Army Reserve Officers bring on-the-job training and experience to their professions. Given their training in both leadership and specific jobs, it is no wonder that they often have an edge in the job market. Below are a number of careers that correspond to Army Reserve jobs.
|Job Title||Median Wage (2021)*||Job Growth (2021-2031)*||Applicable military skills/traits|
|Registered Nurses||$77,600||6%||Leadership and nursing experience, training for emergency situations|
|Lawyers||$127,990||10%||JAGs bring experience, particularly in dealing with military personnel issues|
|Public Relations Specialists||$62,800||8%||First-hand experience in community relations and perception management|
|Clergy||$49,720||4%||Engagement in a non-denominational environment with a broad number of issues|
|Sales Managers||$127,490||5%||Proven ability to plan, lead, and train|
Source: *U.S. Bureau of Labor Statistics
The Leadership Edge, Civilian Jobs for Army Reserve Officers
Sure, the training in specific jobs skills is top notch. But, the biggest edge that Army Reserve Officers may have over other job seekers is their leadership training. Discover a number of interesting civilian careers that correspond with Army Reserve Officer jobs.
Typical training for nurses includes internships, but Nurse Corps Officers receive leadership training that sets them apart. In addition, they are given training in first aid and emergency situations. Reservist Officers in the Nurse Corps (66) may find that working as a civilian registered nurse is a good opportunity.
Registered nurses (RN) care for patients and the sick in doctor's offices and hospitals. They also plan and coordinate care with multiple specialists. In addition to administering treatment, registered nurses often consult with patients and provide health advice and instructions for self-care upon release. This career requires a bachelor's degree.
The Army Judge Advocate General's Corps Attorney (27A) is more often referred to as a JAG. JAGs work with soldiers to provide them legal and military advice, as well as in other areas. JAGs may have an advantage in some areas of the law, due to their knowledge of military policies and procedures, as well as civilian law. JAGs are particularly well-positioned to represent military personnel.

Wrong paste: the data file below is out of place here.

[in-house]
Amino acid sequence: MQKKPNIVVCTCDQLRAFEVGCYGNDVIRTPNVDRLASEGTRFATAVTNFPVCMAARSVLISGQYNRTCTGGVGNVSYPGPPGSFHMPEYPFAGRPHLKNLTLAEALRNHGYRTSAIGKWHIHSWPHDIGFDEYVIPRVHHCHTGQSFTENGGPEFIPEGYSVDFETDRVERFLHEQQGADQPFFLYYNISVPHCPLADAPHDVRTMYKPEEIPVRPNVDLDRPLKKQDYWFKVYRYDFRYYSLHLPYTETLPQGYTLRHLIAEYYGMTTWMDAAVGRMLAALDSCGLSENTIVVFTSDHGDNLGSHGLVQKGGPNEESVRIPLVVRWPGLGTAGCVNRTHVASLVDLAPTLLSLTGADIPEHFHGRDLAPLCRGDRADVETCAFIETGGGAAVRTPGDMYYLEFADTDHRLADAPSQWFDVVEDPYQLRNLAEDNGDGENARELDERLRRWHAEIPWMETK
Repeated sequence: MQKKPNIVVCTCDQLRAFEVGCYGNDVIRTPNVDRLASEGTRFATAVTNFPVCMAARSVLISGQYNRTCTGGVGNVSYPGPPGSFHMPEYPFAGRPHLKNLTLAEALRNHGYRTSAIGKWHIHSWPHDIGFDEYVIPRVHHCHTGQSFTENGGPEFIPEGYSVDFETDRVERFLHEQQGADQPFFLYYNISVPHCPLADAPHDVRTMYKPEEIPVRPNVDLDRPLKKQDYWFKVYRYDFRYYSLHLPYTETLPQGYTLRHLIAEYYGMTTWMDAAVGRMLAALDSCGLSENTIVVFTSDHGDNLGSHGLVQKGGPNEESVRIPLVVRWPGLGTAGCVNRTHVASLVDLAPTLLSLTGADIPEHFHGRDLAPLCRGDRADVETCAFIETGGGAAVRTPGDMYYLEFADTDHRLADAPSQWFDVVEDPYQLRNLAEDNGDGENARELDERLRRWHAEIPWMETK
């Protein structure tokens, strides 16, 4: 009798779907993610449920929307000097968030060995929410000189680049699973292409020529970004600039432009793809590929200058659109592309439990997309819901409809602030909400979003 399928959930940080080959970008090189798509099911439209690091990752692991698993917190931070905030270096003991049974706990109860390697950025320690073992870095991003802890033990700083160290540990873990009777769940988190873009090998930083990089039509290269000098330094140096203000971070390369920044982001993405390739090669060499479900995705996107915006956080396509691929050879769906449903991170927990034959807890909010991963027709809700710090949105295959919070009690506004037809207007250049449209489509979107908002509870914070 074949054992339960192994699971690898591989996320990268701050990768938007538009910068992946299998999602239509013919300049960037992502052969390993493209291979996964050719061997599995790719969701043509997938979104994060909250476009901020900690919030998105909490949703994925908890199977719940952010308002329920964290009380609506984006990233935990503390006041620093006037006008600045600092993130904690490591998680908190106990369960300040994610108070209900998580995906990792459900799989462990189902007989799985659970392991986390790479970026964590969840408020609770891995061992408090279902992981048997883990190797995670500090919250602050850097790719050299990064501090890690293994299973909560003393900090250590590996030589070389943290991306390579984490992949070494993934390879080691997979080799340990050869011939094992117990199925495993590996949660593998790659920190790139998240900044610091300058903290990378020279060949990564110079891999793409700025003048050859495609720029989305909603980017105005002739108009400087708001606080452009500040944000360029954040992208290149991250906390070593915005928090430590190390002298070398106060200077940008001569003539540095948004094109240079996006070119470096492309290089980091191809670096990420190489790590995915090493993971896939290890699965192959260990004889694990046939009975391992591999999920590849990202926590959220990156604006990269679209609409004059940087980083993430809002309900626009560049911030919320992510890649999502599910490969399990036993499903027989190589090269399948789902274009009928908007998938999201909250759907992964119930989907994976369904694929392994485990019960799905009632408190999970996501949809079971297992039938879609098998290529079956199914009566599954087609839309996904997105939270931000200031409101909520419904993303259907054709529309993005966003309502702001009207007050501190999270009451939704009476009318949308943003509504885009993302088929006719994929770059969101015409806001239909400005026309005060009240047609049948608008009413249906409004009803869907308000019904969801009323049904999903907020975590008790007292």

Lawyers provide advice and guidance on a variety of issues, from contracts, to marriage, and criminal defense. Some attorneys specialize in courtroom presentations, while others spend their careers in the preparation and analysis of documents and contracts. These positions for military members and civilians require a J.D. from an accredited law school.
Public Relations Specialists
Those with experience as Army Public Affairs Officers (46A) may find an easy transition into the civilian position of public relations specialist. Military training and leadership can be a solid asset in a competitive field.
The role of the public relations specialist is to provide communications between an enterprise or business and the community at large. They work with a variety of communications, from social media to press releases and news announcements, as well as preparing reports and messaging both internally and externally. A bachelor's degree is necessary for this position.
For Army Reserve Chaplains (56A), the primary benefit from military service is less the notion of job opportunity than it is one of depth of understanding and service. The role of the Chaplain is non-denominational and it offers those in the clergy a chance to experience views from an incredibly wide variety of perspectives. Chaplains tend to regard the service as an important part of their careers.
Clergy offer religious advice and guidance to members of their congregation and communities. Most engage in counseling and education for their congregation. They may also be responsible for the financial and physical management of their church or facilities, though often with an advisory committee. Degree and qualification requirements may vary with denomination, but the minimum of a bachelor's degree is usually required.
The connection may not be readily apparent, but Infantry Officers (11A) might find that being a sales manager is an ideal career choice. The keys are planning, training, and leadership experience. The experience of training and leading troops through tough situations can translate into training sales teams, which is an important part of the sales manager's job description.
Sales managers are responsible for planning sales campaigns. They create plans, gather material, and train their teams. They design strategies to measure success and reward achievement. These managers select between various media and messaging possibilities and coordinate for the maximum return. This position requires a bachelor's degree.